x Abu Dhabi, UAESaturday 22 July 2017

Busting out of hibernation and back into business Halo 4 reaches UAE

Release of sci-fi favourite will probably result in several sick days across the UAE. Read our interview with one of the games developers and check out the trailer of the new Halo 4 game.

A scene from the new Halo 4 video game. The incredibly popular game first came out 10 years ago. Courtesy Microsoft
A scene from the new Halo 4 video game. The incredibly popular game first came out 10 years ago. Courtesy Microsoft

He's been lost in space since 2007, but tomorrow finally marks the return of Master Chief, the green-suited protagonist from Microsoft's stupidly successful (like, around 50 million copies sold successful) sci-fi shooter series, Halo. With Halo 4 - billed as "the biggest entertainment launch of 2012, in any medium" by one excitable website - now on the shelves, we talk to the game's executive producer Kiki Wolfkill to see what the man in the mask has been up to.

A bit of background please

We don't have anywhere near the required space to go into the Halo series' increasingly convoluted storyline. Suffice to say it involves futuristic human colonies on far-flung planets, enhanced super-soldiers, gigantic floating megastructures, alien alliances and eye-wincing arsenals of intergalactic weaponry. Master Chief, the man behind the orange visor and involved in much of the action (although he didn't appear in a couple of more recent offshoot games) was last seen floating into space aboard the wreckage of the frigate Forward Unto Dawn in the finale of 2007's Halo 3. But now, at long last, he's been awoken from hibernation.

Change of management

Not only is Halo 4 the first instalment in a new saga entitled the Reclaimer Trilogy, but it's also the first to be developed by 343 Industries, the US-based games production house especially created by Microsoft to take charge of Halo after the original developer Bungie split from the company in 2007. "It's been the biggest challenge I've ever taken on," says Wolfkill, a veteran of the gaming industry for more than 16 years and with credits including Project Gotham Racing, Gears of War, Mass Effect and numerous others to her name. "It's been a really crazy ride, a pretty intense three years."

The development of Master Chief

He's never seen without his mask and is a man of very few words, but the cybernetically enhanced supersoldier Master Chief Petty Office John-117 is as famous in video game land as Mario, Sonic and, er, the four-by-one Tetris block. While his faceless demeanour and silent nature might make personality expansion something of a struggle, efforts have been made in Halo 4 to create a more rounded figure. "We definitely wanted to give him a little more dimensionality," says Wolfkill. "If you read any of the extended fiction, there's so much more that you can understand about him that you don't necessarily get in the game." Wolfkill and her team worked extensively on Master Chief's personal story, particularly his relationship with the AI character Cortana, and the audio to enhance players' understanding of the character. "Hopefully they'll realise that there's a human under the suit."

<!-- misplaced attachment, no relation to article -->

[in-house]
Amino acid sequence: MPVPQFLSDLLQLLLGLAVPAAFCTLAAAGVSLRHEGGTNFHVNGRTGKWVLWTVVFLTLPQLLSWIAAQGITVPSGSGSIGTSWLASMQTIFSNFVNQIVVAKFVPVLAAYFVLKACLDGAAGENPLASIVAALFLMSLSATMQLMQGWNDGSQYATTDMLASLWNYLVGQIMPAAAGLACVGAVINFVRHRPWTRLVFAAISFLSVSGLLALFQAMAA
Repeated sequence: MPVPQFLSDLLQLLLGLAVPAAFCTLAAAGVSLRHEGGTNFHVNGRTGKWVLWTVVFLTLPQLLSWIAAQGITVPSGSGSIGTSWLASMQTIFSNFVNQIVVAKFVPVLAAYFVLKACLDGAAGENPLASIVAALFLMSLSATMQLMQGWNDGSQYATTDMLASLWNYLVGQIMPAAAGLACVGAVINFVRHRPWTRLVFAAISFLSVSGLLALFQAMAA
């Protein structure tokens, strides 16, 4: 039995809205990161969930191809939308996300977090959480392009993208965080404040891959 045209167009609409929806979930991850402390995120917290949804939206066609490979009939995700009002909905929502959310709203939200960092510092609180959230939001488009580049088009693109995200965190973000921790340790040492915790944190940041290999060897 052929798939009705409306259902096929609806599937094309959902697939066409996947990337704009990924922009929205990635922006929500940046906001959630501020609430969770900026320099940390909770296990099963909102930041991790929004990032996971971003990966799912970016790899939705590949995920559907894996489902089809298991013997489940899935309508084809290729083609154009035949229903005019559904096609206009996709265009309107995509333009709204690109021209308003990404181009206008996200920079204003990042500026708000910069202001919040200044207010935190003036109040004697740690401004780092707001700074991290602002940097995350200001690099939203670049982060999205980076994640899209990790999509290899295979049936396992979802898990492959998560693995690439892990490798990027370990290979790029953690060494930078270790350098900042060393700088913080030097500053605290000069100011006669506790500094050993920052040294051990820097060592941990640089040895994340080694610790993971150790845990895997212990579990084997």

Got your tickets to the gun show?

According to Wolfkill, Halo 4 has the biggest arsenal of weapons so far, with the addition of the new enemy, the Promethians, helping to expand the range of weaponry. "The thing about Promethian weapons, aside from their unique look, is that they all have interesting secondary fire," she says, adding that her personal favourite is the Scattershot, a shotgun whose blast has a ricochet behaviour. "So it can be very effective in close quarters," she says. There's also the Mantis, a new mech vehicle laden with guns. "It's enormously fun to play and even more fun when you take one down. It's very satisfying."

Keeping everybody happy

With Halo having grown from its humble origins as a mere first-person shooter to an all-encompassing juggernaught spanning novels, comics, toys and numerous other brand extensions, it must be difficult to please all fans, especially when there's the added drive to attract new gamers to the franchise. "It's certainly hard trying to move in any direction without some part of the audience feeling like it might not be the right thing to do," admits Wolfkill. "Part of the difficulty is that we have a really diverse audience, from those who are only interested in the campaigns to those only interested in competitive multiplayer. But we're definitely motivated to bring in new players. Halo is now 10 years old and there are players now who weren't around when the first one came out."

The early signs

It's fair to say a lot is resting on Halo 4 to keep the momentum of what's regarded as the Xbox's "killer app" going and show there's still life in the old console yet (it's likely to be the last in the franchise before the third generation is launched). Thankfully, the early signs are good and the game holds a rating of 89/100 on the Metacritic website. Master Chief may have been lost in space for a few years, but thanks to Wolfkill and her colleagues at 343 (named after a Halo character, naturally), the green armoured one appears to be back in business.

Halo 4 is out now, priced at Dh249 or Dh375 for the limited edition (which includes a 90-minute version of the live-action digital series Halo 4: Forward Unto Dawn)

 

aritman@thenational.ae